Steve Double (St Austell & Newquay), Scott Mann, and Derek Thomas (St Ives), who will all be voting to Leave the European Union on 23rd June, say that EU funding will continue to flow into Cornwall the day after a Brexit vote and beyond.
With concerns being raised by people in Cornwall that EU funding may disappear upon a Brexit vote, the three MPs claim that the Duchy will still benefit directly from EU development funding and Common Agricultural Policy (CAP) payments during the two year exit process, as well as from central government in future years after membership fee payments cease.
In order for the UK to leave the EU, it must trigger Article 50 of the Lisbon Treaty which states in part:
“The Treaties shall cease to apply to the State in question from the date of entry into force of the withdrawal agreement or, failing that, two years after the notification referred to in paragraph 2, unless the European Council, in agreement with the Member State concerned, unanimously decides to extend this period.”
Steve Double says that funding will continue after a Brexit vote because the UK will be legally bound to the EU and its treaties until the day it officially leaves.
Steve Double said:
“Cornwall will continue to receive EU money after we vote to leave. As this is a consultative referendum, there is no immediate change in the legal status of the UK's relationship with the EU.
“The flow of development funding and CAP payments will only change once the UK formally exits the EU which will take nearly two years. When that point is reached, the UK will then be able to use the £20 billion we currently send to the EU each year to cover any funding withdrawn by the EU.”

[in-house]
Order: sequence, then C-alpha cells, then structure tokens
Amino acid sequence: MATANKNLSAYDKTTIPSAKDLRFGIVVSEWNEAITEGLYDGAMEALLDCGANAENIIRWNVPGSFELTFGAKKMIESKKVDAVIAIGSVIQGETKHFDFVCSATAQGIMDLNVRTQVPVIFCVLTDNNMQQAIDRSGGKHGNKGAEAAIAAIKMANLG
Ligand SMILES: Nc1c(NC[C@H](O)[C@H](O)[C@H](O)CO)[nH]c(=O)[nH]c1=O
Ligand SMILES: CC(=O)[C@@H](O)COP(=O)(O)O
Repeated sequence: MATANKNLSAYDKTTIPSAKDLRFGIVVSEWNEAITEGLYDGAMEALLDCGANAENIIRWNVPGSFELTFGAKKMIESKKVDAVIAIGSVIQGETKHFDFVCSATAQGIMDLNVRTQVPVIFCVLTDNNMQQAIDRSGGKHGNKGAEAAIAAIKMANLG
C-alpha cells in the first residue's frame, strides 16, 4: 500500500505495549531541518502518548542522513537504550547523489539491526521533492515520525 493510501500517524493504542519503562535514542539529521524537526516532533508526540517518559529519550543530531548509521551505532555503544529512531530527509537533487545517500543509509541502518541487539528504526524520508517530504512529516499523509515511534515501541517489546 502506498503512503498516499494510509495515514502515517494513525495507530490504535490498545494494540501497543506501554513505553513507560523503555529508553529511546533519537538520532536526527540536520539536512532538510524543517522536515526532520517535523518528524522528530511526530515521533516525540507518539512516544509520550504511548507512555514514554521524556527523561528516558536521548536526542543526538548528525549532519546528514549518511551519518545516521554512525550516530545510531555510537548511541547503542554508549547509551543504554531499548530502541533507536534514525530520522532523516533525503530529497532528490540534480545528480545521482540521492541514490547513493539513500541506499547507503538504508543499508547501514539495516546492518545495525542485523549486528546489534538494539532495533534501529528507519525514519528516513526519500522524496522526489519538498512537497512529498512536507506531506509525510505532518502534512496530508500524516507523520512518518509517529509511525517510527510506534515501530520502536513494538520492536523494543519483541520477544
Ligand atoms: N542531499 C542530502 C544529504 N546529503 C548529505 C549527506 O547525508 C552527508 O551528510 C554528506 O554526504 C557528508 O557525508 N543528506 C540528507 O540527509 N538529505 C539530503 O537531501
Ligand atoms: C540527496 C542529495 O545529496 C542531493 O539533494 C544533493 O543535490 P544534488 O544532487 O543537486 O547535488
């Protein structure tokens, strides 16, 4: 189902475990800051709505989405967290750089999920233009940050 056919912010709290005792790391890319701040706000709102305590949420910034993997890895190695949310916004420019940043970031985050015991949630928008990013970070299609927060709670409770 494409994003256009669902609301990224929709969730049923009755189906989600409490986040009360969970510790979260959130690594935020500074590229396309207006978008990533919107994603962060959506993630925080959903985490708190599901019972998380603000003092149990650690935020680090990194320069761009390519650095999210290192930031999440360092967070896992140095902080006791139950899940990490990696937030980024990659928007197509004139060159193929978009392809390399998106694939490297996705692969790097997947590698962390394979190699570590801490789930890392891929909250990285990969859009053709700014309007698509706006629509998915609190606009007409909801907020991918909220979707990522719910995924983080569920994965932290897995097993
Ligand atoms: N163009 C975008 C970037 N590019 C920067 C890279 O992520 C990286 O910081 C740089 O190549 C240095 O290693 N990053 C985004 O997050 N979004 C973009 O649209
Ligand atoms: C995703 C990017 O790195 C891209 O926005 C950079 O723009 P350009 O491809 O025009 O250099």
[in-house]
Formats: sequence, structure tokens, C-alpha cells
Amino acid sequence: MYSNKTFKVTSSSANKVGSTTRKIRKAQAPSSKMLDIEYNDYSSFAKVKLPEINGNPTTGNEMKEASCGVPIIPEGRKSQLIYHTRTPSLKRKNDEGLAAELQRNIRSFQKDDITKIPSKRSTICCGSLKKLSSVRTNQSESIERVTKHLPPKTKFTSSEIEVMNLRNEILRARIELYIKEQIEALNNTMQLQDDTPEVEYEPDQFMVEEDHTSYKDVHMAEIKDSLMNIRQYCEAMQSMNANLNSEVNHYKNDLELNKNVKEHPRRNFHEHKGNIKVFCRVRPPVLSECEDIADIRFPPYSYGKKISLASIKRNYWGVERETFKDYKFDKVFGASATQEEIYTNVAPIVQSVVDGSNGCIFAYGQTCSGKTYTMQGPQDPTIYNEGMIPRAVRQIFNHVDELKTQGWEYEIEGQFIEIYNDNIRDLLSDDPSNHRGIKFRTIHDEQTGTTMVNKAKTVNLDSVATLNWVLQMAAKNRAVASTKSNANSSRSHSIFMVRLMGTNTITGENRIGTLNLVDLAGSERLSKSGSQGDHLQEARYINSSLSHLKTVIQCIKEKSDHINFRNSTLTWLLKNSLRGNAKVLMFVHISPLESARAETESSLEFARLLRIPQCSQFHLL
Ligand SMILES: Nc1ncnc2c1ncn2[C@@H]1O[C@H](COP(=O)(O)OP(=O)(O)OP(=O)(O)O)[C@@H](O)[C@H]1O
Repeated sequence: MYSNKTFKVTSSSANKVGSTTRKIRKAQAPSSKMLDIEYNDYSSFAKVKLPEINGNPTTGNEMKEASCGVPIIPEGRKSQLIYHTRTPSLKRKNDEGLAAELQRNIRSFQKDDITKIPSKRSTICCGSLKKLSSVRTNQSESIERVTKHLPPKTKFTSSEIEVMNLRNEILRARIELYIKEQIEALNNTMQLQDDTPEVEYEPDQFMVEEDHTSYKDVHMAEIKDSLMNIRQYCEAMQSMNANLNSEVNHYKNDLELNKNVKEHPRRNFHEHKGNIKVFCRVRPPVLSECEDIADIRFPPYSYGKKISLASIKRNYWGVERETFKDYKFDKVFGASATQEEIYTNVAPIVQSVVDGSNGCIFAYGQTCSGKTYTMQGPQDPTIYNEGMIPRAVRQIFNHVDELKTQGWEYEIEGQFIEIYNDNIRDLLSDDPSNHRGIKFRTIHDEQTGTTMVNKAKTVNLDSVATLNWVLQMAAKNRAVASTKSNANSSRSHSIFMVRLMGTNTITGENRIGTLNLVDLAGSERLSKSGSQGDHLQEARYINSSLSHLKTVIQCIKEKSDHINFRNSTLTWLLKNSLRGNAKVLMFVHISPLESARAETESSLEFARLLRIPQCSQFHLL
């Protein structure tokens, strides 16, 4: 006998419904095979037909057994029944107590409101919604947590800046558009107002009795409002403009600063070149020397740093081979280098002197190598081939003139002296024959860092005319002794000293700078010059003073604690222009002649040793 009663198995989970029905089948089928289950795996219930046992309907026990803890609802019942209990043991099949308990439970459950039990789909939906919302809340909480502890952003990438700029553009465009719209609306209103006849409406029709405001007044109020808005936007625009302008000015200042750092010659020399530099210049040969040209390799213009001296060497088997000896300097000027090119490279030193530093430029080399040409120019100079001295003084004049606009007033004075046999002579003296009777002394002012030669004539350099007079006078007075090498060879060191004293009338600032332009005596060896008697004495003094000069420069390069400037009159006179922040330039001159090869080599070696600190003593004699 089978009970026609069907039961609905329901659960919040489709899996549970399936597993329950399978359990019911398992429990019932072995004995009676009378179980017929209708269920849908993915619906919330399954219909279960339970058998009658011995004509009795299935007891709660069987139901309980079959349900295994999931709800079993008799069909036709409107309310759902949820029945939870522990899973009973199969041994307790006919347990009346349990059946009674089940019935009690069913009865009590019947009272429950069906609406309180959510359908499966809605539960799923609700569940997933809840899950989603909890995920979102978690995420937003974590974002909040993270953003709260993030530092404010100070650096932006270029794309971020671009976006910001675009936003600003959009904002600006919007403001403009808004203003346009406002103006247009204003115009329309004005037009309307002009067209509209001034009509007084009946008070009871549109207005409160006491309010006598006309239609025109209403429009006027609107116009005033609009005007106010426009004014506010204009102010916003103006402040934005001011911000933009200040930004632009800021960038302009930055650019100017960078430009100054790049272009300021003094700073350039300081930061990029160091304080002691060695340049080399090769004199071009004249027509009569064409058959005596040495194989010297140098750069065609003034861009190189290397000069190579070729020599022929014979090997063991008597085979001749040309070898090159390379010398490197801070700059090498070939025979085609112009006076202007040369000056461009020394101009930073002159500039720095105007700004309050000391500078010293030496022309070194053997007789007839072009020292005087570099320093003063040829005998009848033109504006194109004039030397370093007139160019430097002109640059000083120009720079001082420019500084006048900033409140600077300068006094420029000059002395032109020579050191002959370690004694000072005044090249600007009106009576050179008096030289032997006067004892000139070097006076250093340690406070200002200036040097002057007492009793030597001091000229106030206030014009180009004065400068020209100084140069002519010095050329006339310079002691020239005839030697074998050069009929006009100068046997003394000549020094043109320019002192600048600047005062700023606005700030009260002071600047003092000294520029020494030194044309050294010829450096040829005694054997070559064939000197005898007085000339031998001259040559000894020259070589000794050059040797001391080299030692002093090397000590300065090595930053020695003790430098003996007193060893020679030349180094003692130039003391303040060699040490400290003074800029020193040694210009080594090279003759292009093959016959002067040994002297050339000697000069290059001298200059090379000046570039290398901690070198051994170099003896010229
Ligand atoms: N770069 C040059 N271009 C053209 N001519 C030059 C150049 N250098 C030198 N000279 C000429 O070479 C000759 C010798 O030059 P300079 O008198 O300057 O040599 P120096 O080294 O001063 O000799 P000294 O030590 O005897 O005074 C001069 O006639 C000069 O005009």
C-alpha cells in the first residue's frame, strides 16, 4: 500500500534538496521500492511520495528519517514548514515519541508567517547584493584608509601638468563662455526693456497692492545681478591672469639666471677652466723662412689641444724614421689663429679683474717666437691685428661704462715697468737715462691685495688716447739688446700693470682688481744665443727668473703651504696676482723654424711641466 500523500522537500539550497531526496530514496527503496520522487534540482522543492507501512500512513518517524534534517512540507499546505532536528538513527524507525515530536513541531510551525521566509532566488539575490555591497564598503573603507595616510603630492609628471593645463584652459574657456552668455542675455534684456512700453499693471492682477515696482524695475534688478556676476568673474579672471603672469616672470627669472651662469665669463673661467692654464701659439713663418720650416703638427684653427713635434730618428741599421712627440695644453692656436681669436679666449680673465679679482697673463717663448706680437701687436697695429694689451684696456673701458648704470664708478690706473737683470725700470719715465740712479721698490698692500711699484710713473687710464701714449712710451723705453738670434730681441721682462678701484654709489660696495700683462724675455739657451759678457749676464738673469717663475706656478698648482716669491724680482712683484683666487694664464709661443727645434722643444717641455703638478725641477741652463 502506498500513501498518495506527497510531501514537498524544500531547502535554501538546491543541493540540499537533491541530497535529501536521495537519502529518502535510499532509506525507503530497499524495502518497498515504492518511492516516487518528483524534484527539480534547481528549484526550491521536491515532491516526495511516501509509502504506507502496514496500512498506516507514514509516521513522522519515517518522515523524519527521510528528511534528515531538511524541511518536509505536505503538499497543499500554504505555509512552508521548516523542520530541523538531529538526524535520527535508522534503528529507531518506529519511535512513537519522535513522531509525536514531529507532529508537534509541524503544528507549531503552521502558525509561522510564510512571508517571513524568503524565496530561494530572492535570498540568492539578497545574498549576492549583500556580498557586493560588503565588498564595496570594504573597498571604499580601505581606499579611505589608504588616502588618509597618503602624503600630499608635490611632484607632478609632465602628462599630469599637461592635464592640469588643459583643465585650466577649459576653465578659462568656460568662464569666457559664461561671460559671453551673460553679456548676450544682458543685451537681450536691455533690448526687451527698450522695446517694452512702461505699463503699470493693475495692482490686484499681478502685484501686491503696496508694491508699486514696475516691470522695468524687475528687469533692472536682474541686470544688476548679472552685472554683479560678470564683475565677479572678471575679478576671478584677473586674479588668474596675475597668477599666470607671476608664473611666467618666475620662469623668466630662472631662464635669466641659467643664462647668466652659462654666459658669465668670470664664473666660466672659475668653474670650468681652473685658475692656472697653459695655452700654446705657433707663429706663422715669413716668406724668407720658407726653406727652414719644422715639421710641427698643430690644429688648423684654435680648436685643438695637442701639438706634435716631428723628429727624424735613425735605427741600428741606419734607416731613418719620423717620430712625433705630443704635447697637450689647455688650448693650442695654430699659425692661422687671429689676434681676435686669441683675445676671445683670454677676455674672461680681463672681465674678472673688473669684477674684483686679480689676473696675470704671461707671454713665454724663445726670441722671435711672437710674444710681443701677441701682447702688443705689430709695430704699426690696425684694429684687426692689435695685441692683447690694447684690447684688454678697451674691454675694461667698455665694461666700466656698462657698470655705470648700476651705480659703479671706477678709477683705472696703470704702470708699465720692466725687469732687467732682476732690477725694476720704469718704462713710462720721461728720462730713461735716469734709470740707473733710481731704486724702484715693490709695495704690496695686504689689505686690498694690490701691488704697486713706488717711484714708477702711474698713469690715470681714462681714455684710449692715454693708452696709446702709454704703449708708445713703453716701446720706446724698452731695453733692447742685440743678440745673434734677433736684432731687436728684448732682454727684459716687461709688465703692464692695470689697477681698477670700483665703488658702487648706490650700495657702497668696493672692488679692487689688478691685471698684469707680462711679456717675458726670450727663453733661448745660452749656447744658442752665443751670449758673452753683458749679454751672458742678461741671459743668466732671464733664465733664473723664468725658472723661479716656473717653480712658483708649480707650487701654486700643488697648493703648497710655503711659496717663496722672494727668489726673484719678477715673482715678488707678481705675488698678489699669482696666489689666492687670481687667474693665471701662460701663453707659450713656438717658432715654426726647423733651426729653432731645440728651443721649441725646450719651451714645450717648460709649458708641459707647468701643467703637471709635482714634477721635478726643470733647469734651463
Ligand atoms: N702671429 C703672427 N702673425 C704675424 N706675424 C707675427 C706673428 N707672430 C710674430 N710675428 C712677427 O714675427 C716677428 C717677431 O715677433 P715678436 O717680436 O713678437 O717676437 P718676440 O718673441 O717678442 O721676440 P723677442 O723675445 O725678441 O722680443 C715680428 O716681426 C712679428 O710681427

The Office for Budget Responsibility (OBR) predicts that the UK will pay £19.6bn gross in membership fees in 2016, receive a £4.3bn rebate, and £4.2bn in funding, which leaves nett membership at £11.1bn.
Commenting on the ‘In’ campaign, Derek Thomas said:
“I'm concerned with the approach by some to give inaccurate information for political gain. This has the effect of undermining confidence at a time when our economy is growing.
“Of course businesses are concerned about their future should we leave the EU. That is why Scott, Steve and I are determined to fight for the Cornish economy.”
Scott Mann says that leaving the EU would give us £11bn extra per year to spend on priority services, while also giving his backing for farmers.
Scott Mann said:
“All the money that we get in EU funding is essentially from British taxpayers. Over half of our membership fee this year won’t come back to the UK whatsoever. If we used all of our gross contribution to cover 'lost' EU spending, we would have an extra £11bn to spend on priorities such as the NHS and schools which usually disappears into EU coffers.
“Farmers rely heavily on CAP payments, and they can rest assured that we will stand squarely behind them during a Brexit. They won’t be left to fend for themselves.”
There have also been suggestions that Cornwall would get more £200 million more in structural funding if Regional Policy was repatriated to the UK government. This is according to a study in 2012 by the ‘Open Europe’ think-tank.
Cornwall and the Isles of Scilly is currently receiving funding from the EU’s Structural and Investment Growth Programme (2014-2020) which is made up of the European Social Fund (ESF), the European Regional Development Fund (ERDF) and the European Agricultural Fund for Rural Development (EAFRD).
Total funding stands at €603 million (£483 million approx.) which will be delivered as follows according to the Growth Programme’s website:
ESF will deliver the Growth Programme’s priorities to increase labour market participation, promote social inclusion and develop the skills of the potential and existing workforce.
- The ESF allocation for Cornwall and the Isles of Scilly is circa €166 million (approximately 28% of the total allocation of ~ €603 million)
- ERDF will deliver the Growth Programme’s priorities to support smart, sustainable and inclusive growth.
- The ERDF allocation for Cornwall and the Isles of Scilly is circa €437 million (approximately 72% of the total allocation of ~ €603 million)
- In addition, to ESF and ERDF, the EAFRD fund will have a smaller allocation of £9.4m which will align to the wider Cornwall and Isles of Scilly Growth Programme.